VMware and Collaboration: What a Long Strange Trip it’s About to Become

Brad Shimmin
Brad Shimmin

Summary Bullets:

  • First VMware pulls back from an early file sharing and sync tool; then it sells its email platform to Telligent. So, what’s left for collaboration at VMware?
  • In a unique but potentially risky move, the company has thrown its enterprise social networking offering into the waiting arms of its endpoint management suite, VMware Horizon.

When I arrived at VMworld 2013 in San Francisco last week, I didn’t expect much in the way of razzle-dazzle from VMware’s End User Computing product group. This conference has historically resembled a three ring circus, spinning around the many wonders of workload virtualization. On that, the conference did not disappoint, featuring much ado over both software defined networking and hybrid cloud services.

But with the company’s recent, surprising divestiture of Zimbra, selling it off to Telligent, I expected the company’s sole remaining collaborative computing asset, Socialcast, to play the role of timid pink elephant, distinctly present but wholly ignored. To my surprise, during VMware’s analyst presentation, the company’s newly appointed EVP and GM of End-User Computing, Sanjay Poonen, trotted this elephant onstage and had it jump through fiery hoops.

The idea, according to Sanjay and others with whom I spoke during the conference, is to transform Socialcast into a collaboration infrastructure, an integral component of each desktop and device managed by VMware’s endpoint management solution, Horizon Suite. For the time being, customers can buy Socialcast as a stand-alone SKU, but it is clear that VMware would prefer enterprise buyers consume it as a component of the Horizon Suite, right alongside VMware’s long lost file sharing/synchronization technology formerly called Project Octopus. That service is already woven within Horizon’s application workspace. That way, when IT provisions a new user and that user boots up his or her shiny new mobile device for the first time, he or she will have at the ready not only line of business apps but also a full cadre of social networking and file sharing/synchronization tools — all secured, managed and monitored by IT.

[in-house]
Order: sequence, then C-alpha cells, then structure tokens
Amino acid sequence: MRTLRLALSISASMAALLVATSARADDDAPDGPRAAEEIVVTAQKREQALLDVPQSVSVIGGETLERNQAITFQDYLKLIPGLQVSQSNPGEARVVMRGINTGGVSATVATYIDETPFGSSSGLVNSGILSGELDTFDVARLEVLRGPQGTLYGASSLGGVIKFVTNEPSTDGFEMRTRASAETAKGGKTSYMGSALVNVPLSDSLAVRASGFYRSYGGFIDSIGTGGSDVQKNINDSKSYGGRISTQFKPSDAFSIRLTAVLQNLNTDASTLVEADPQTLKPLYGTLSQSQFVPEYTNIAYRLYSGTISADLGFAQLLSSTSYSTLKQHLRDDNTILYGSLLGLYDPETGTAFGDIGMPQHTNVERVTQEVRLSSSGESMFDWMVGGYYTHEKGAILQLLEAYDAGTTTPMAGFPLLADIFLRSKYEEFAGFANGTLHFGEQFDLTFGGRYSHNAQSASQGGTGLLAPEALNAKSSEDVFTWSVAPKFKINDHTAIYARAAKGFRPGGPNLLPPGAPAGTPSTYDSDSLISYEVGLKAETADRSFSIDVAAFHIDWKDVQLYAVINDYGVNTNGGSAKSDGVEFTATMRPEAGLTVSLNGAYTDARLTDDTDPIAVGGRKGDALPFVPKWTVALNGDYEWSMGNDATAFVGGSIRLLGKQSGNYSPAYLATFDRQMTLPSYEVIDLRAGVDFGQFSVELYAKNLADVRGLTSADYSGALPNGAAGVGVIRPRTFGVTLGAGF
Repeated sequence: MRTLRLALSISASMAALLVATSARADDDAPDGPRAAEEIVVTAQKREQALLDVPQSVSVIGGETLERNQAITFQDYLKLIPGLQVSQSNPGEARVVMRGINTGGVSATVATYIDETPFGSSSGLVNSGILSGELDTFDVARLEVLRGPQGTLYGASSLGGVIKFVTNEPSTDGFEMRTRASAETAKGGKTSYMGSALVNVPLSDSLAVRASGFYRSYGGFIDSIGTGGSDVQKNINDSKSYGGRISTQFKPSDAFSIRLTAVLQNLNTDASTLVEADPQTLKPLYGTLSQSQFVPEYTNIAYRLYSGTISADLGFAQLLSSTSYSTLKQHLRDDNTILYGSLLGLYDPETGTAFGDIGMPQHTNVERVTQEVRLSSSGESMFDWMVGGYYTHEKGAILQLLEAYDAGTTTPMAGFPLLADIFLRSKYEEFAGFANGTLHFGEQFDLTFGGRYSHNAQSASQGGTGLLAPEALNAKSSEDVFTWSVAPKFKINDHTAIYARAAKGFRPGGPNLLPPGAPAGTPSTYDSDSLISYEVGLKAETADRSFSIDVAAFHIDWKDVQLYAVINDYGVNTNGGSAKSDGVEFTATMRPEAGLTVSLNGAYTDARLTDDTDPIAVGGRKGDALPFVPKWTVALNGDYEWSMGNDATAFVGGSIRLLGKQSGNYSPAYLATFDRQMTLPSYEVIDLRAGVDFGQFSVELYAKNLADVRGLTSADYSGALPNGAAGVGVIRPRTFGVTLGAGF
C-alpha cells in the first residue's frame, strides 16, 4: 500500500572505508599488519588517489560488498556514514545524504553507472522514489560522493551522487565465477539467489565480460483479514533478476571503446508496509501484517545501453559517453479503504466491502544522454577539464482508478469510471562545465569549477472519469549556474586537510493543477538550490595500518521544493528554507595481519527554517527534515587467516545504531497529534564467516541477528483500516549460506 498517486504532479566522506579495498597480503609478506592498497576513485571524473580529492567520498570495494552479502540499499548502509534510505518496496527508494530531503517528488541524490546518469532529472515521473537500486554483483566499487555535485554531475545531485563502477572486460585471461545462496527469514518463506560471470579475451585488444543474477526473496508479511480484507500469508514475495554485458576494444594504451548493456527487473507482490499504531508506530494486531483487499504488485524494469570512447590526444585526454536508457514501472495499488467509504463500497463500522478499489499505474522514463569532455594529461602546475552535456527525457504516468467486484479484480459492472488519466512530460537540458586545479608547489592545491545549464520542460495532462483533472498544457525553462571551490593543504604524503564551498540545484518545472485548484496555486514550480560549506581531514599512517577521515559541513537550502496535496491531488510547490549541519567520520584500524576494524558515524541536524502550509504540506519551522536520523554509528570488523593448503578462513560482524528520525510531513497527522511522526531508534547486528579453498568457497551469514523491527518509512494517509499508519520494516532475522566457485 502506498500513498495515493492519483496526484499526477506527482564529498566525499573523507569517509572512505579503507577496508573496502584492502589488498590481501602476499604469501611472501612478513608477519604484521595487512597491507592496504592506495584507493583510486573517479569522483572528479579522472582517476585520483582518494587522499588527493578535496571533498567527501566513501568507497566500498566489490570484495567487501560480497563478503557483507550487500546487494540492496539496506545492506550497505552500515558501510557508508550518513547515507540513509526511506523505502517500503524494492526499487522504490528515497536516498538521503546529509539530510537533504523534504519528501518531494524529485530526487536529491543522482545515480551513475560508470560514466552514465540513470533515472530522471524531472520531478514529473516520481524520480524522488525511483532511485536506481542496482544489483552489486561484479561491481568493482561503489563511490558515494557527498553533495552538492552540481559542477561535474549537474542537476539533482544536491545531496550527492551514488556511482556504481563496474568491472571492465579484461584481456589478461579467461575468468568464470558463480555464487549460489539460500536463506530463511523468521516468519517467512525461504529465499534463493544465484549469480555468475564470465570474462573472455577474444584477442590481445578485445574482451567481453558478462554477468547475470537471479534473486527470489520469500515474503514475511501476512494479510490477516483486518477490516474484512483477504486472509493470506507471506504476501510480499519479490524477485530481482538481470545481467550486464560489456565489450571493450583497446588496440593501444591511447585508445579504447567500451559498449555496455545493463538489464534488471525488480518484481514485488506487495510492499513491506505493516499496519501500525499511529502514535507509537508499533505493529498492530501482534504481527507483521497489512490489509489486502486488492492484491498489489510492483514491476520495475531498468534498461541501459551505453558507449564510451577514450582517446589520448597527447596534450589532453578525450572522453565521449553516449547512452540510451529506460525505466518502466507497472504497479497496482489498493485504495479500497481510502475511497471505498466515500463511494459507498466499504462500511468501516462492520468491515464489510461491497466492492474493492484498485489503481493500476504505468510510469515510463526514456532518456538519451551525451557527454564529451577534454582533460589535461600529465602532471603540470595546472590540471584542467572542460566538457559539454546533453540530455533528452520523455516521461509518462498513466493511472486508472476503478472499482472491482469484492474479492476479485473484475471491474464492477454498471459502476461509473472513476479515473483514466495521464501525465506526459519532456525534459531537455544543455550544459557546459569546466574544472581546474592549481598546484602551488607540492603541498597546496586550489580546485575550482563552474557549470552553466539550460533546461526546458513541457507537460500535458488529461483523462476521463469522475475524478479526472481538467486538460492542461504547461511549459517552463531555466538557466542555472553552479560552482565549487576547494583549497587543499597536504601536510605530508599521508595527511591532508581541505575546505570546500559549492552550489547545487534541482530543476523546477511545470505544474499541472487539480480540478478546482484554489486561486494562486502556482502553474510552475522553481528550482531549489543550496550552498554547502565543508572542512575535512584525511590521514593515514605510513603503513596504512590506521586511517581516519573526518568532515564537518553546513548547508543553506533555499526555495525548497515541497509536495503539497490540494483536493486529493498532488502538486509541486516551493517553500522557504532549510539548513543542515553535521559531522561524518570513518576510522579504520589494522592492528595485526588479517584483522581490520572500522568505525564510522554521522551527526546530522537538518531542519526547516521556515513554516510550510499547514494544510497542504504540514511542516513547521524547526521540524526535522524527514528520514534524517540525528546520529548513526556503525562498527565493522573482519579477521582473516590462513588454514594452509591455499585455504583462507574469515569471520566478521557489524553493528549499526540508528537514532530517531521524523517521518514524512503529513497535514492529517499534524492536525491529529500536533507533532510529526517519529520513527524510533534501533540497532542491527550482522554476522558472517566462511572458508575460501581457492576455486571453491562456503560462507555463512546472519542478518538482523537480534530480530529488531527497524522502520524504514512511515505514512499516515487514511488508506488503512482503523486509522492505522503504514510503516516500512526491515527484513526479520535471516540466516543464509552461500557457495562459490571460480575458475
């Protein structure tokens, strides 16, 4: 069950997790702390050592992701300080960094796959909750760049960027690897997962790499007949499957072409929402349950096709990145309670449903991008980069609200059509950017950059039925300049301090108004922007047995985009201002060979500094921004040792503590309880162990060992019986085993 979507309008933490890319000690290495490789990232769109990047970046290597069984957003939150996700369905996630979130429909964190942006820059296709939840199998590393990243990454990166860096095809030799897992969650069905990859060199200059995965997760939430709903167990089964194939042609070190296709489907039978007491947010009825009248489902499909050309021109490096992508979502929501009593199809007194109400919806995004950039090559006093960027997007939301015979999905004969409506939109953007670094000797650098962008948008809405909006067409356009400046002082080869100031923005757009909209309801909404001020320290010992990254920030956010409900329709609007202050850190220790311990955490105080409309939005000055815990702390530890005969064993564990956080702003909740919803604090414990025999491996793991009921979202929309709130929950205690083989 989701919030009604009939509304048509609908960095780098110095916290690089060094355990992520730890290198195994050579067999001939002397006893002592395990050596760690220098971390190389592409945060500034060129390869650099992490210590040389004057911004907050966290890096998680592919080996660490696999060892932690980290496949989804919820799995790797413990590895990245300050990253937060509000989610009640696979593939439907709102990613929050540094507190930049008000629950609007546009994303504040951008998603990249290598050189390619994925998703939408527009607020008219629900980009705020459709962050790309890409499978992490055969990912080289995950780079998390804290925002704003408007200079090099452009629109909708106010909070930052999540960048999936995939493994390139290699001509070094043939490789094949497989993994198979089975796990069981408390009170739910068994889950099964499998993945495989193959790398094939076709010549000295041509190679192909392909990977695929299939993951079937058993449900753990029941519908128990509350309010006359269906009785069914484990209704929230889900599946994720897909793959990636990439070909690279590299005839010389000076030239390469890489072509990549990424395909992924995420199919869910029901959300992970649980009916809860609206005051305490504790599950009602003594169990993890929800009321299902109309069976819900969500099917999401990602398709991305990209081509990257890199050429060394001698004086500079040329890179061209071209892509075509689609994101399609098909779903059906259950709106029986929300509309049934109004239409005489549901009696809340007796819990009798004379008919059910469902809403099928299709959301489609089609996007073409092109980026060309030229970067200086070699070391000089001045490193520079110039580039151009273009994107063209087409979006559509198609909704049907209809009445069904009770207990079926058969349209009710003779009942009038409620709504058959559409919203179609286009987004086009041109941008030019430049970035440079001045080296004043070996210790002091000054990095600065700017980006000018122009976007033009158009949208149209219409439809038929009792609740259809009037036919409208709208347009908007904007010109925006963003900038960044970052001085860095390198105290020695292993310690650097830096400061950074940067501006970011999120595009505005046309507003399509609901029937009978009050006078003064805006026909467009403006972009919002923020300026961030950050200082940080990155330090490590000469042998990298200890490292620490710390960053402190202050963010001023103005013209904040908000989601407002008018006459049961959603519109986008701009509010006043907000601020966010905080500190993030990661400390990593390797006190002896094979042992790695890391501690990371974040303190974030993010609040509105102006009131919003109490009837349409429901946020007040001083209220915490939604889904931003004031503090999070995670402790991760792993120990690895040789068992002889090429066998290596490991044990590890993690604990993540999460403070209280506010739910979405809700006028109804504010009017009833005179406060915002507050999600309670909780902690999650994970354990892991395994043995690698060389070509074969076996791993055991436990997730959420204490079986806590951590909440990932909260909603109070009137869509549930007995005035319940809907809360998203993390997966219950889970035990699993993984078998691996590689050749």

This is what VMware means when it proclaims that we’re living in the mobile-cloud era for VMware. Whether or not this approach wins out over more traditional cloud and mobile deployment vectors for enterprise social networking solutions such as IBM Connections or Microsoft Yammer remains to be seen. I worry given the uniqueness of this approach and VMware’s stated estimation that it can do what other vendors have supposedly failed to do, encourage large-scale enterprise social networking user adoption. With Socialcast founder Tim Young now at the helm of the Horizon solution itself, at a minimum the company should be able to reassure its existing Socialcast customers that VMware has their best interests in mind.

My feeling is that VMware will do quite well with enterprises fully committed to VMware’s data center architecture as well as companies not yet heavily invested in rival collaboration solutions. There’s already some stiff competition out there with rivals SAP, IBM, Microsoft and others already capable of melding mobile device management, data center service automation and collaboration. The key for VMware may then hinge upon its ability to couple these capabilities with an app development and integration services platform that will encourage customer and partner software developers to integrate with and extend Socialcast.

What do you think?

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